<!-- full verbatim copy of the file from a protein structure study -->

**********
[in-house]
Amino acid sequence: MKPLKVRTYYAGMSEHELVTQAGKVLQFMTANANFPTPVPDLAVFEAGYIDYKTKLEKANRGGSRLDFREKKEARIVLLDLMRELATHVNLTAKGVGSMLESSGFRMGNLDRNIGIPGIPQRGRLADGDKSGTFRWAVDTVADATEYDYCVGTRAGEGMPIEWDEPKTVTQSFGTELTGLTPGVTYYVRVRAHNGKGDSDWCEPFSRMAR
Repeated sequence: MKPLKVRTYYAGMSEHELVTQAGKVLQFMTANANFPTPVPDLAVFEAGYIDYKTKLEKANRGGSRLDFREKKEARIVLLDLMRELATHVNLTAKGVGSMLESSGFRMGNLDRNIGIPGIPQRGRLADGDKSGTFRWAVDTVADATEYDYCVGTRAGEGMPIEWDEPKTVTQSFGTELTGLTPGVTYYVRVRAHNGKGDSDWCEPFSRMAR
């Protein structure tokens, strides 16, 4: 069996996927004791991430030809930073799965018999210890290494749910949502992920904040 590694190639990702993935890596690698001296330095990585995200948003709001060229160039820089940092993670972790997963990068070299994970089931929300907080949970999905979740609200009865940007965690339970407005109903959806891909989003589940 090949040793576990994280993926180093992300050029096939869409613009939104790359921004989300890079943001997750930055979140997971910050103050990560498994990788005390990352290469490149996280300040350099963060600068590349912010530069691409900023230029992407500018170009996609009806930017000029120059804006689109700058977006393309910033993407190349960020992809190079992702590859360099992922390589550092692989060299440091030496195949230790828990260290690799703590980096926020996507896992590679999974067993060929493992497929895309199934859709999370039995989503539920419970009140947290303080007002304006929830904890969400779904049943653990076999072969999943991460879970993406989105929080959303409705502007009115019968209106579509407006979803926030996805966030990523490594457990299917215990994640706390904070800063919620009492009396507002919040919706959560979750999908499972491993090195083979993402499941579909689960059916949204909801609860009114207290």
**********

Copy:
[in-house]
Amino acid sequence: MKPLKVRTYYAGMSEHELVTQAGKVLQFMTANANFPTPVPDLAVFEAGYIDYKTKLEKANRGGSRLDFREKKEARIVLLDLMRELATHVNLTAKGVGSMLESSGFRMGNLDRNIGIPGIPQRGRLADGDKSGTFRWAVDTVADATEYDYCVGTRAGEGMPIEWDEPKTVTQSFGTELTGLTPGVTYYVRVRAHNGKGDSDWCEPFSRMAR
Repeated sequence: MKPLKVRTYYAGMSEHELVTQAGKVLQFMTANANFPTPVPDLAVFEAGYIDYKTKLEKANRGGSRLDFREKKEARIVLLDLMRELATHVNLTAKGVGSMLESSGFRMGNLDRNIGIPGIPQRGRLADGDKSGTFRWAVDTVADATEYDYCVGTRAGEGMPIEWDEPKTVTQSFGTELTGLTPGVTYYVRVRAHNGKGDSDWCEPFSRMAR
């Protein structure tokens, strides 16, 4: 069996996927004791991430030809930073799965018999210890290494749910949502992920904040 590694190639990702993935890596690698001296330095990585995200948003709001060229160039820089940092993670972790997963990068070299994970089931929300907080949970999905979740609200009865940007965690339970407005109903959806891909989003589940 090949040793576990994280993926180093992300050029096939869409613009939104790359921004989300890079943001997750930055979140997971910050103050990560498994990788005390990352290469490149996280300040350099963060600068590349912010530069691409900023230029992407500018170009996609009806930017000029120059804006689109700058977006393309910033993407190349960020992809190079992702590859360099992922390589550092692989060299440091030496195949230790828990260290690799703590980096926020996507896992590679999974067993060929493992497929895309199934859709999370039995989503539920419970009140947290303080007002304006929830904890969400779904049943653990076999072969999943991460879970993406989105929080959303409705502007009115019968209106579509407006979803926030996805966030990523490594457990299917215990994640706390904070800063919620009492009396507002919040919706959560979750999908499972491993090195083979993402499941579909689960059916949204909801609860009114207290």